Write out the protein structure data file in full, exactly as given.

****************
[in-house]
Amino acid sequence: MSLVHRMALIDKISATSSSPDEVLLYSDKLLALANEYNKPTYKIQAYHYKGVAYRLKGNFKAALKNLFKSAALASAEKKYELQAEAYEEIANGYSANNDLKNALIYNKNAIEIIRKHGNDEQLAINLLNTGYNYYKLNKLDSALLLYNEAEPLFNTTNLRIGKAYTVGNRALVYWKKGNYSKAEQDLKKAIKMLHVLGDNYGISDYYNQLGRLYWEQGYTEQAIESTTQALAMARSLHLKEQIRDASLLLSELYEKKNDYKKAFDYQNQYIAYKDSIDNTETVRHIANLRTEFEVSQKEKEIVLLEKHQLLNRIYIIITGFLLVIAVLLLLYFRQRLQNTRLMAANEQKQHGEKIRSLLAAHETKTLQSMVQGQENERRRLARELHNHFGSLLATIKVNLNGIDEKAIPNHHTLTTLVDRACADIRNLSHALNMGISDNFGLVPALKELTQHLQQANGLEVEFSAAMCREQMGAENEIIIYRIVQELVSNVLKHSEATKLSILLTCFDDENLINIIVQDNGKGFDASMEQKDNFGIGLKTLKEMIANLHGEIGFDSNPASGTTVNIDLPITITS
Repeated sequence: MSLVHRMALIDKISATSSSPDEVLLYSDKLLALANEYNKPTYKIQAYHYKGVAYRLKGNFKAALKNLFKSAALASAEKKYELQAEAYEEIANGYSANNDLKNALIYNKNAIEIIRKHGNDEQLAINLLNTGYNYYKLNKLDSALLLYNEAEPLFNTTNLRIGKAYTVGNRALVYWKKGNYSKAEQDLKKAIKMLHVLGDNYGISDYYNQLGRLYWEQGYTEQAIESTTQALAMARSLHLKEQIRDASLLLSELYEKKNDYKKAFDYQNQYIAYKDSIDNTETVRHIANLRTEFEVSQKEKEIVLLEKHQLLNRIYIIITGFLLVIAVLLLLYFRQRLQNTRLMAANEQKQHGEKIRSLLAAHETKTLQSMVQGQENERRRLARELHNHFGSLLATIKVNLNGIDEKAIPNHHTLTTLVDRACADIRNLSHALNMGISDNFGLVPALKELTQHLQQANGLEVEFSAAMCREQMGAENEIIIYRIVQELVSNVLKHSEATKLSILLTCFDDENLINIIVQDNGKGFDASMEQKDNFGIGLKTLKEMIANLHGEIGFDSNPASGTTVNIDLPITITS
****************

[in-house]
Amino acid sequence: MSLVHRMALIDKISATSSSPDEVLLYSDKLLALANEYNKPTYKIQAYHYKGVAYRLKGNFKAALKNLFKSAALASAEKKYELQAEAYEEIANGYSANNDLKNALIYNKNAIEIIRKHGNDEQLAINLLNTGYNYYKLNKLDSALLLYNEAEPLFNTTNLRIGKAYTVGNRALVYWKKGNYSKAEQDLKKAIKMLHVLGDNYGISDYYNQLGRLYWEQGYTEQAIESTTQALAMARSLHLKEQIRDASLLLSELYEKKNDYKKAFDYQNQYIAYKDSIDNTETVRHIANLRTEFEVSQKEKEIVLLEKHQLLNRIYIIITGFLLVIAVLLLLYFRQRLQNTRLMAANEQKQHGEKIRSLLAAHETKTLQSMVQGQENERRRLARELHNHFGSLLATIKVNLNGIDEKAIPNHHTLTTLVDRACADIRNLSHALNMGISDNFGLVPALKELTQHLQQANGLEVEFSAAMCREQMGAENEIIIYRIVQELVSNVLKHSEATKLSILLTCFDDENLINIIVQDNGKGFDASMEQKDNFGIGLKTLKEMIANLHGEIGFDSNPASGTTVNIDLPITITS
Repeated sequence: MSLVHRMALIDKISATSSSPDEVLLYSDKLLALANEYNKPTYKIQAYHYKGVAYRLKGNFKAALKNLFKSAALASAEKKYELQAEAYEEIANGYSANNDLKNALIYNKNAIEIIRKHGNDEQLAINLLNTGYNYYKLNKLDSALLLYNEAEPLFNTTNLRIGKAYTVGNRALVYWKKGNYSKAEQDLKKAIKMLHVLGDNYGISDYYNQLGRLYWEQGYTEQAIESTTQALAMARSLHLKEQIRDASLLLSELYEKKNDYKKAFDYQNQYIAYKDSIDNTETVRHIANLRTEFEVSQKEKEIVLLEKHQLLNRIYIIITGFLLVIAVLLLLYFRQRLQNTRLMAANEQKQHGEKIRSLLAAHETKTLQSMVQGQENERRRLARELHNHFGSLLATIKVNLNGIDEKAIPNHHTLTTLVDRACADIRNLSHALNMGISDNFGLVPALKELTQHLQQANGLEVEFSAAMCREQMGAENEIIIYRIVQELVSNVLKHSEATKLSILLTCFDDENLINIIVQDNGKGFDASMEQKDNFGIGLKTLKEMIANLHGEIGFDSNPASGTTVNIDLPITITS